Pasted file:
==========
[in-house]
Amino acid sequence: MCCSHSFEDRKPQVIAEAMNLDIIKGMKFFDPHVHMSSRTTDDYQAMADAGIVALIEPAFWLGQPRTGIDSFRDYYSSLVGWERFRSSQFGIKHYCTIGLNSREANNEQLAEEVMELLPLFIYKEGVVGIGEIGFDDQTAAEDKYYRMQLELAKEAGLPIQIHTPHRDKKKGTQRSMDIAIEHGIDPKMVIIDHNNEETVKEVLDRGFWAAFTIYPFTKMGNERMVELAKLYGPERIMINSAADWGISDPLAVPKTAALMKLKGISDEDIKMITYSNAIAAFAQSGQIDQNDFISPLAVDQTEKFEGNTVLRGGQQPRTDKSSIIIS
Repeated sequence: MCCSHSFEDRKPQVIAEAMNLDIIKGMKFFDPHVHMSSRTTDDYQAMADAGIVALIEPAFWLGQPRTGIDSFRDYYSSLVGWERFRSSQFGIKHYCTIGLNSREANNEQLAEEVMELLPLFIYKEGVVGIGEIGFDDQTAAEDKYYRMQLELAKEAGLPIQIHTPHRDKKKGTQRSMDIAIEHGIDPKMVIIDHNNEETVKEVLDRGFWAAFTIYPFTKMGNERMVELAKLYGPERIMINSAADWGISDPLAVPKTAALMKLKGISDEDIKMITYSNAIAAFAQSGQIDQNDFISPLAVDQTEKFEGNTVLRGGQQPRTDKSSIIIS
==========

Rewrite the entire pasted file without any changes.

[in-house]
Amino acid sequence: MCCSHSFEDRKPQVIAEAMNLDIIKGMKFFDPHVHMSSRTTDDYQAMADAGIVALIEPAFWLGQPRTGIDSFRDYYSSLVGWERFRSSQFGIKHYCTIGLNSREANNEQLAEEVMELLPLFIYKEGVVGIGEIGFDDQTAAEDKYYRMQLELAKEAGLPIQIHTPHRDKKKGTQRSMDIAIEHGIDPKMVIIDHNNEETVKEVLDRGFWAAFTIYPFTKMGNERMVELAKLYGPERIMINSAADWGISDPLAVPKTAALMKLKGISDEDIKMITYSNAIAAFAQSGQIDQNDFISPLAVDQTEKFEGNTVLRGGQQPRTDKSSIIIS
Repeated sequence: MCCSHSFEDRKPQVIAEAMNLDIIKGMKFFDPHVHMSSRTTDDYQAMADAGIVALIEPAFWLGQPRTGIDSFRDYYSSLVGWERFRSSQFGIKHYCTIGLNSREANNEQLAEEVMELLPLFIYKEGVVGIGEIGFDDQTAAEDKYYRMQLELAKEAGLPIQIHTPHRDKKKGTQRSMDIAIEHGIDPKMVIIDHNNEETVKEVLDRGFWAAFTIYPFTKMGNERMVELAKLYGPERIMINSAADWGISDPLAVPKTAALMKLKGISDEDIKMITYSNAIAAFAQSGQIDQNDFISPLAVDQTEKFEGNTVLRGGQQPRTDKSSIIIS